Côte d’Ivoire: Investor-backed entrepreneur sees gap for real fruit ice lollies
Syn’el, a company founded in 2017 and based in Côte d’Ivoire, specialises in the manufacture of sorbets on sticks (ice lollies), under the Paletas brand. In 2020, Syn’el received investment from Comoé Capital. Founder Ella Assié (42) answers our questions.
1. Why did you start Syn’el?
I studied in South Africa and when I came back it was so difficult for me to find a job, so I started selling fruits in offices. I tried to find a way to get the fruits to last longer and soon discovered ice lollies while researching on YouTube and other internet sources. I also found there was no such product in my country. What was available contained artificial colourants and none of the products was natural.
Paletas ice lollies are made from real fruit and have low sugar content with no artificial additives. It is ideal for people who are health-conscious and children.
2. How did you finance the company?
I began with my savings. Around the time, I also got a job that enabled me to obtain a loan to buy an ice lolly machine.
3. If you were given $1 million to invest in your company now, where would it go?
I would buy more ice lolly machines to increase my production, buy more tricycles for outdoor vending and hire more production and sales staff.
4. What risks does your business face?
Product storage and transportation. Our products are frozen and we have to consider how to transport the products in good condition without melting.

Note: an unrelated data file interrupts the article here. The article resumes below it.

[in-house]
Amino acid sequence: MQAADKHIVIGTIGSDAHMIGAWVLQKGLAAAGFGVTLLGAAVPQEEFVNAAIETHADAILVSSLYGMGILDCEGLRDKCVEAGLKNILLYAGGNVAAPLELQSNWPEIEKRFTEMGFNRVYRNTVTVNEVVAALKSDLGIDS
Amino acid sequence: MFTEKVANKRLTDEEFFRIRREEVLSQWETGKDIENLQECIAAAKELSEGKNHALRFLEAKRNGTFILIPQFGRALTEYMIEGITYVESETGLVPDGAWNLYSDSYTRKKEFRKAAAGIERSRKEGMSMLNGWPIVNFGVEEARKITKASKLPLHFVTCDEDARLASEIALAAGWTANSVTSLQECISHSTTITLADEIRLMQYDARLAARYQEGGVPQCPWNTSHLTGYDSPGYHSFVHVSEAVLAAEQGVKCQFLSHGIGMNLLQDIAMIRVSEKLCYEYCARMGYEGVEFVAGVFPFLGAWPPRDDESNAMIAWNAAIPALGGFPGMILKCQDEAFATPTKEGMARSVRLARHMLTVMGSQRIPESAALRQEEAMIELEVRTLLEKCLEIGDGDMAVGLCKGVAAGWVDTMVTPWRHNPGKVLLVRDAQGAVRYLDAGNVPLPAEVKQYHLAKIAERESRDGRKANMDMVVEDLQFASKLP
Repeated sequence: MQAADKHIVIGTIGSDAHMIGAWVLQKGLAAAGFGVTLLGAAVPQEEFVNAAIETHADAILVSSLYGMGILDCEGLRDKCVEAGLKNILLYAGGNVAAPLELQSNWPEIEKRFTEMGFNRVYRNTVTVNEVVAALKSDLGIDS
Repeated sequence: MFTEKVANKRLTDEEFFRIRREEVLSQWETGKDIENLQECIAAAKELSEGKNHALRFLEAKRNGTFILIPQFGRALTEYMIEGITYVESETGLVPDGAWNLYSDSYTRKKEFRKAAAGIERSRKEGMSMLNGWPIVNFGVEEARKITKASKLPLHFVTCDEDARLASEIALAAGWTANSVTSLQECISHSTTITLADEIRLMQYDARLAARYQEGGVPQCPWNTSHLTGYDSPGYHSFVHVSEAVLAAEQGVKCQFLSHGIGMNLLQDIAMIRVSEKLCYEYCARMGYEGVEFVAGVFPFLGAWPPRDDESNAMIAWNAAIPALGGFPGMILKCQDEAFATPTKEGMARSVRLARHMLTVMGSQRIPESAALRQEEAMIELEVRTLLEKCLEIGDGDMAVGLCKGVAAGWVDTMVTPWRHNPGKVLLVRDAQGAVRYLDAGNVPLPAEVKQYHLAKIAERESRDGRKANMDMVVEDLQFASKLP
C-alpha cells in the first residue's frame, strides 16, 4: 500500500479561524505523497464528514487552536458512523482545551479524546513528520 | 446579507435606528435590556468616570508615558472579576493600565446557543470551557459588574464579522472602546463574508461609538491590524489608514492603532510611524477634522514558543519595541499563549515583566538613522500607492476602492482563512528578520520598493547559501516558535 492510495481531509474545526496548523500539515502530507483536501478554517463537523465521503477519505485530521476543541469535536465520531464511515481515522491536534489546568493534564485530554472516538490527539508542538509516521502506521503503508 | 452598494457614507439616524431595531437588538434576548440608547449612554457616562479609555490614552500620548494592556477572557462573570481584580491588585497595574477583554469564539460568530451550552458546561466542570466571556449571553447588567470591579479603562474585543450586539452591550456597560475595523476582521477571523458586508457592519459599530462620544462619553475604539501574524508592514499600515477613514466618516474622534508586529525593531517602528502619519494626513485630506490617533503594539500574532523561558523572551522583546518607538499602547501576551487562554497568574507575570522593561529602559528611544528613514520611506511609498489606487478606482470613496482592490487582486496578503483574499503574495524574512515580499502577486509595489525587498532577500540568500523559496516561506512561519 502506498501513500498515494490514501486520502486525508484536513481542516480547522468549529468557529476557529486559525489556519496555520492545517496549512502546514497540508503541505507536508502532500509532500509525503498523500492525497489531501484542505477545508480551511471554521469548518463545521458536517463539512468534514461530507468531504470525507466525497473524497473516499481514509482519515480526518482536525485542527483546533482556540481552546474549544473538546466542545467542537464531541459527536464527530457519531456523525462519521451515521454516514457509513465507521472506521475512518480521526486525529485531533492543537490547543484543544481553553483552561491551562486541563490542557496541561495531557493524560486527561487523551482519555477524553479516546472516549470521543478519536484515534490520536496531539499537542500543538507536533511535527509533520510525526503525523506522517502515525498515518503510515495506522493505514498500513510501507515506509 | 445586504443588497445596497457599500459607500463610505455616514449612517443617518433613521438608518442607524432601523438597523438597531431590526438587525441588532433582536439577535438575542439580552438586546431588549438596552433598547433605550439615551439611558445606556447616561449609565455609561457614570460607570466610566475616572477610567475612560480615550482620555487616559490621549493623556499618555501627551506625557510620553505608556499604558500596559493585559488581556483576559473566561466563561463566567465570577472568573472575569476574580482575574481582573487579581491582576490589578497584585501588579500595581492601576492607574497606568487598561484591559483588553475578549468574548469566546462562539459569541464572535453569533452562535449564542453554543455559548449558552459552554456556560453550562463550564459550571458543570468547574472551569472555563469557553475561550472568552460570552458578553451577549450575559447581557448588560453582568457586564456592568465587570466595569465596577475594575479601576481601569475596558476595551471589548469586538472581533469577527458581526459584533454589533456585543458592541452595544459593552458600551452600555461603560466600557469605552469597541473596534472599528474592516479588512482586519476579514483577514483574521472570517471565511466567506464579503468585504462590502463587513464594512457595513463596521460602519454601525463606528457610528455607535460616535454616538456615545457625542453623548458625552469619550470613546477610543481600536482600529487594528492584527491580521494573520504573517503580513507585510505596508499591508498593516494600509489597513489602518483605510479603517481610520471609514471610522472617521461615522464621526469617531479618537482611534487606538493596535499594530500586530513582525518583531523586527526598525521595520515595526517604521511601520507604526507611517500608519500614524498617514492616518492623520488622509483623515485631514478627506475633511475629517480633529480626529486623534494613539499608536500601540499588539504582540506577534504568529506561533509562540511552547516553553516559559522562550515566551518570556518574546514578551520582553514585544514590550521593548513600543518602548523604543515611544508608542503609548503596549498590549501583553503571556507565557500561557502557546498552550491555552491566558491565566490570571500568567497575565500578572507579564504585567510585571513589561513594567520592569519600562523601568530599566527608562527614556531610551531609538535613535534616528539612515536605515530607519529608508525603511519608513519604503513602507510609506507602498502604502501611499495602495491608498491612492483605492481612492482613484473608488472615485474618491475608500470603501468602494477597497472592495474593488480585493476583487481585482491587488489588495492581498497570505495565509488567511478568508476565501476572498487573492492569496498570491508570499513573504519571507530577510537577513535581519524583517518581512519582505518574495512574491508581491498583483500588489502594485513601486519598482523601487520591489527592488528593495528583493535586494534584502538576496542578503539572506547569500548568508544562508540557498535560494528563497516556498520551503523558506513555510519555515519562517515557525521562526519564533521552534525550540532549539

Some of our raw materials, like the packaging and popsicle sticks, are imported. This puts us at risk of factors beyond our control. For example, during the pandemic, the price of these materials and the shipping costs increased substantially.
5. So far, what has proven to be the most successful form of marketing?
Direct sales. Our sales strategies are based on direct sales. In Côte d’Ivoire, people are not used to frozen treats made from natural ingredients. We need to educate them about our products so we do a lot of street marketing and allow customers to taste the product. This is done in front of churches on Sundays, in supermarkets and near schools.
We also use social media to promote our products.
6. Tell us about your biggest mistake, and what you’ve learnt from it?
Fear. I learnt that you cannot be a good entrepreneur when you are afraid as it holds you back. To overcome it, you have to think ahead, otherwise, things like upfront costs, market reception and product acceptance will cause even more fear.
Syn’el founder Ella Assié’s contact information
Contact details are only visible to our Monthly/Annual subscribers. Subscribe here.